Antiques and Collectables

Collect for enjoyment, collect for knowledge, collect for the potential of future windfalls, collect to share and most of all collect because it is a wonderful hobby that lasts a lifetime.

The weather is great, the grass is green, there is rain around, lockdowns are abating and it’s time to get on with life because life is wonderful. The alternative lasts a long time! Make the best of what you can NOW while you can. One chance is all we get.

I recently came across a book while at a “pick”. “A Short History of Taree 1854 – 1954 – a Century of Progress.” A few interesting facts to share. The Manning River was named after William Manning who was the Deputy Governor of the influential Australian Agricultural Company. Tarreebit was an Aboriginal name for – fruit of the wild fig, then abbreviated to Tarree. 

Taree was a private town developed by the original owner. Around the 1830s William Wynter, an ex-naval officer of 20 years, was granted an estate of 2560 acres radiating out from the wonderful alluvial land of Taree Estate which was then covered with forest. Wynter was supposed to have got on reasonably well with the local Aboriginal tribe, the Birpai, also with the Ngamba to the north and Worimi to the south. He built “Taree House” overlooking the estate and it was still in use in 1954. 

Henry Flett married Wynter’s daughter, Mary Stimpson Wynter and they took over the estate in 1844. Henry Flett named streets and sold blocks for the new township.)Victoria and Albert Streets after the Queen and her husband, Macquarie Street. after the Governor of NSW, Wynter St. after his father-in-law and Pulteney St. after a suburb in his hometown of Caithness, Scotland. The original blocks were sold for twenty pounds each. (Sadly Flett’s original cottage is falling down in Flett Street, Wingham.)

The book also indicates that William Charles Wentworth, of crossing the Blue Mountains fame, took up land in the Coopernook area.

 I will enjoy continuing with this book and discovering many more insights into our local history.

Looking further afield to the early history of Australia, Royal Doulton (a noted British ceramics ware company) made two outstanding examples of their wares to celebrate the 150 years after the founding of the colony of NSW, at Sydney Cove. These two pieces are much sought after and are in much demand because of their rarity.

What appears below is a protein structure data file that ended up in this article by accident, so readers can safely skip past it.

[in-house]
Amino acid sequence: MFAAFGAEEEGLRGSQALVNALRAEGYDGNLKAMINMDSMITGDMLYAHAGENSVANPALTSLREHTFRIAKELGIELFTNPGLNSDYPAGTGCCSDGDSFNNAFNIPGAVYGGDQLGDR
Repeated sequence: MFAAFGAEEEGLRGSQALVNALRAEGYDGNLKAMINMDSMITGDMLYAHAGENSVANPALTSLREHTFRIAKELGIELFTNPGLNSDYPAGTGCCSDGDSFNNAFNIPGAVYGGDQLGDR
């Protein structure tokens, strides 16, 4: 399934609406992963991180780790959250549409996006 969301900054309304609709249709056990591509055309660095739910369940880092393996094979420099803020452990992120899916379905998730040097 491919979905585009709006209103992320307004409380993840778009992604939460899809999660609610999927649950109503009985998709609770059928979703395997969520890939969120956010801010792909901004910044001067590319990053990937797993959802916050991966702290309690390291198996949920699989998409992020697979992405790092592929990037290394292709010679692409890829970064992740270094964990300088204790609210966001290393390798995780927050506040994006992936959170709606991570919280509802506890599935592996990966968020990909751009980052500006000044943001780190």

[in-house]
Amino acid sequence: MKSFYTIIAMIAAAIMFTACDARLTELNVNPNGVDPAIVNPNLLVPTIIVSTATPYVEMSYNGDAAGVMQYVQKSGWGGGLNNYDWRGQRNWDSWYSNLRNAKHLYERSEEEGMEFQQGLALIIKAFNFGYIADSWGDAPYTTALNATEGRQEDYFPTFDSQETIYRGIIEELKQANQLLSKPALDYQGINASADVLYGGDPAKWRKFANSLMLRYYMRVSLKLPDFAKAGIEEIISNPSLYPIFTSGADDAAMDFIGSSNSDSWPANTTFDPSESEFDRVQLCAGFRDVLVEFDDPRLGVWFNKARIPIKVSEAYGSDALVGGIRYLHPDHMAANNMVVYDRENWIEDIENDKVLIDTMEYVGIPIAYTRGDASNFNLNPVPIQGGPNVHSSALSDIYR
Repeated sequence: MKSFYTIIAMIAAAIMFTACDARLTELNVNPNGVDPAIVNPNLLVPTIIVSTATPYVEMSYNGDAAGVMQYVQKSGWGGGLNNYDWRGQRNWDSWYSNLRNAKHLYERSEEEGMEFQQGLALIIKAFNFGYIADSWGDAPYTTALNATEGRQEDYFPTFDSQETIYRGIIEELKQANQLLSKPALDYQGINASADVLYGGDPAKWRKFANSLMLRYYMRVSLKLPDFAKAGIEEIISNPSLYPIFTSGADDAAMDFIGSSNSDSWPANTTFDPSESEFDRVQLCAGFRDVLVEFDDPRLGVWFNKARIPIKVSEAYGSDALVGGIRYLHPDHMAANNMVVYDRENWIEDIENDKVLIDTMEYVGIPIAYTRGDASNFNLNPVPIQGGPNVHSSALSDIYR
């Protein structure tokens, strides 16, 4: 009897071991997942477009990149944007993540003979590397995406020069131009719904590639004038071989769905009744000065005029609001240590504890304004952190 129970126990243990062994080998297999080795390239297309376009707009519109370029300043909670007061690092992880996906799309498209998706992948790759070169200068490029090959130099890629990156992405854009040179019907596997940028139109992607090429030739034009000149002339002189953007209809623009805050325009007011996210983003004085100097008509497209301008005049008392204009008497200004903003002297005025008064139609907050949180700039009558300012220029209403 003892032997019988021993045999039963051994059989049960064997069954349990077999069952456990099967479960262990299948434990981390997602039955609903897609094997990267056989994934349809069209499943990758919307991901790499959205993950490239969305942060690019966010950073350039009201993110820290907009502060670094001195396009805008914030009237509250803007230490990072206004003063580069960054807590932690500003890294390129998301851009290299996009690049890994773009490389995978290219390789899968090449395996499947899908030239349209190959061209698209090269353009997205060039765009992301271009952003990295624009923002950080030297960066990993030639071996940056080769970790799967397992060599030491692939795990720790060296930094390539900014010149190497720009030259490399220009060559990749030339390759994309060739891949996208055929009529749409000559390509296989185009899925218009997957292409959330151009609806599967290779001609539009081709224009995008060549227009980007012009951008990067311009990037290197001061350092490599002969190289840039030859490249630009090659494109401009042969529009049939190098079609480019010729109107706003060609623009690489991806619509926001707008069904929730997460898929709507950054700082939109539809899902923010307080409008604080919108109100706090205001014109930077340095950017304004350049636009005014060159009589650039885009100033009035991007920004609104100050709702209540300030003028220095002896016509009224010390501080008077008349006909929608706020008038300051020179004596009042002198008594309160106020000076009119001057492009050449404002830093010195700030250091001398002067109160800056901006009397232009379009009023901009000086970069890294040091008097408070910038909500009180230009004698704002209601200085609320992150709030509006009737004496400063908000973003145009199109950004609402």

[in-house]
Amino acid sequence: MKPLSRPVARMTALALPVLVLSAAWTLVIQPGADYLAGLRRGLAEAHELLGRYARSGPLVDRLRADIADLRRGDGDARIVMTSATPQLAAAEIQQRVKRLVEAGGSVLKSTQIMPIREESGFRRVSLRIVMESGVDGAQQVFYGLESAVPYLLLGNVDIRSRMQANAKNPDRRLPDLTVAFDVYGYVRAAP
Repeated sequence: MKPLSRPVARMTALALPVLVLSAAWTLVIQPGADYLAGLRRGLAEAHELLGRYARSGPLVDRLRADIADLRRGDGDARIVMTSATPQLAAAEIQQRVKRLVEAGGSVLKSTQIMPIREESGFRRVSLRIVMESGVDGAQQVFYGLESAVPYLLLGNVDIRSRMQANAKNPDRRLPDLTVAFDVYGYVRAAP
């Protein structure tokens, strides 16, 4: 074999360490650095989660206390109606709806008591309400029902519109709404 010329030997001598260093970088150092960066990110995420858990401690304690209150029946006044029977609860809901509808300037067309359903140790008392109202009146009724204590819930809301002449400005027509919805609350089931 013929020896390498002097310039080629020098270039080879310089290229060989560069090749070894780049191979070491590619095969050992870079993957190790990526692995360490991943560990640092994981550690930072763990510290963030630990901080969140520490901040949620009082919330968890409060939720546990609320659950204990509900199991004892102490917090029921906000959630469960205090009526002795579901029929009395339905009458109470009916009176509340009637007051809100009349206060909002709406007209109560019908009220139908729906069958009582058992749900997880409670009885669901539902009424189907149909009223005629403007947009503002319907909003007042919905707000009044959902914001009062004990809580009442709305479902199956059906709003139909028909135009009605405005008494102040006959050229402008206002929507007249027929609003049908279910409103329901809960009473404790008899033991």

Doulton’s range of limited edition loving cups and jugs are avidly collected around the world and their enduring popularity can be attributed to the fantastic detail and wonderful colours present on each of the examples first produced in the 1930s. 

The two loving cups or jugs that are specifically related to Australia are the Captain James Cook loving cup, made to commemorate Captain James Cook, one of the world’s greatest navigators. Part of its rarity is the fact that it is a limited edition with only 350 being ever made. No one knows for sure how many there are left in the world. It has twin handles draped in flags and decorated continuously with scenes of figures at Botany Bay. It is signed by noted Doulton designers Charles Noke and Harry Fenton and is 25 cm in height. 

The Captain Arthur Phillip limited edition Jug commemorating the 150th anniversary of settlement in New South Wales and the City of Sydney at Sydney Cove, Port Jackson. Modelled by Charles Noke, the sides have moulded scenes of the first settlers celebrating the planting of the British flag by Captain Arthur Phillip and the establishment of the British colony at Sydney Cove. The jug depicts the flagship “Sirius” sailing to Australia and Captain Phillip with his officers on shore toasting the flag. The lip is modelled as a mask of Phillip’s head. A band of eucalyptus leaves adorns the rim while underneath the handle is a list of the governors of NSW, from Phillip to Wakehurst in 1938. Inscription on the base reads “SYDNEY COVE COLONY NEW SOUTH WALES, FOUNDED JANUARY 1788.” Again it is a limited edition of 350 and signed ‘Charles Noke.’  The height is 23.8cm.

These pieces have escalated in value because of their rarity and their wonderful reference to Australia’s past. I hope you find one on your travels.

Dave and I have opened a shop (Antiques & Old Wares) in Isabella St, Wingham. Call in and say hello, have a look around. 

I hope that collecting brings you the enjoyment that I have experienced.

If you have items that you are not sure of, I may be able to help with information, appraisals and/or sales. I love the history and stories of old and interesting treasures. 

Phone Rex – 0427 880 546.

Take care and stay safe!

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